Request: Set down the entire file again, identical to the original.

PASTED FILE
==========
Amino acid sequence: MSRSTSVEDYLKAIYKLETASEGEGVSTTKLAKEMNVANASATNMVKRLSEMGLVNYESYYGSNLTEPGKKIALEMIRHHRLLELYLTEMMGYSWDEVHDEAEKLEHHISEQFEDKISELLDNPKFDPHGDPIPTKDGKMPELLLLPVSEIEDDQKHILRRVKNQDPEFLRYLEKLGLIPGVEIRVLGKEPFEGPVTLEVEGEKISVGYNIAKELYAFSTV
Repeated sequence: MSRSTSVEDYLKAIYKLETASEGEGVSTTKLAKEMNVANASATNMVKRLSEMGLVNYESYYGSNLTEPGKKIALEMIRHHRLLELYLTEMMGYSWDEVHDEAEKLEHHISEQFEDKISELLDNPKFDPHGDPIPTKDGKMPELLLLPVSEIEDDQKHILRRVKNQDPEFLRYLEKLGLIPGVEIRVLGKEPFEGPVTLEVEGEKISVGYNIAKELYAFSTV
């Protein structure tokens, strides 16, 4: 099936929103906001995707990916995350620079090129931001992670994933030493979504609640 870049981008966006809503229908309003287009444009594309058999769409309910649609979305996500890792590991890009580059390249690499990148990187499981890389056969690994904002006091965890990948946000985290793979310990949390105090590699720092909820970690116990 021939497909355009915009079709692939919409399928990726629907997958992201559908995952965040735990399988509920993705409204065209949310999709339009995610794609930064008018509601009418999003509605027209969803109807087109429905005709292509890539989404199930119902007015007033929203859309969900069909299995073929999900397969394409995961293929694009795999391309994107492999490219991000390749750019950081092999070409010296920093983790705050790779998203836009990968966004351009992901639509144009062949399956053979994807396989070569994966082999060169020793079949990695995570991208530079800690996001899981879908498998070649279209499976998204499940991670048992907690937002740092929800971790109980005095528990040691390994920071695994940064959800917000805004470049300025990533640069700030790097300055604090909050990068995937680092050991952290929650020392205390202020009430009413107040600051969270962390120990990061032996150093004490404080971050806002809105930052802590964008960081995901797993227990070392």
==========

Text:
Amino acid sequence: MSRSTSVEDYLKAIYKLETASEGEGVSTTKLAKEMNVANASATNMVKRLSEMGLVNYESYYGSNLTEPGKKIALEMIRHHRLLELYLTEMMGYSWDEVHDEAEKLEHHISEQFEDKISELLDNPKFDPHGDPIPTKDGKMPELLLLPVSEIEDDQKHILRRVKNQDPEFLRYLEKLGLIPGVEIRVLGKEPFEGPVTLEVEGEKISVGYNIAKELYAFSTV
Repeated sequence: MSRSTSVEDYLKAIYKLETASEGEGVSTTKLAKEMNVANASATNMVKRLSEMGLVNYESYYGSNLTEPGKKIALEMIRHHRLLELYLTEMMGYSWDEVHDEAEKLEHHISEQFEDKISELLDNPKFDPHGDPIPTKDGKMPELLLLPVSEIEDDQKHILRRVKNQDPEFLRYLEKLGLIPGVEIRVLGKEPFEGPVTLEVEGEKISVGYNIAKELYAFSTV
């Protein structure tokens, strides 16, 4: 099936929103906001995707990916995350620079090129931001992670994933030493979504609640 870049981008966006809503229908309003287009444009594309058999769409309910649609979305996500890792590991890009580059390249690499990148990187499981890389056969690994904002006091965890990948946000985290793979310990949390105090590699720092909820970690116990 021939497909355009915009079709692939919409399928990726629907997958992201559908995952965040735990399988509920993705409204065209949310999709339009995610794609930064008018509601009418999003509605027209969803109807087109429905005709292509890539989404199930119902007015007033929203859309969900069909299995073929999900397969394409995961293929694009795999391309994107492999490219991000390749750019950081092999070409010296920093983790705050790779998203836009990968966004351009992901639509144009062949399956053979994807396989070569994966082999060169020793079949990695995570991208530079800690996001899981879908498998070649279209499976998204499940991670048992907690937002740092929800971790109980005095528990040691390994920071695994940064959800917000805004470049300025990533640069700030790097300055604090909050990068995937680092050991952290929650020392205390202020009430009413107040600051969270962390120990990061032996150093004490404080971050806002809105930052802590964008960081995901797993227990070392």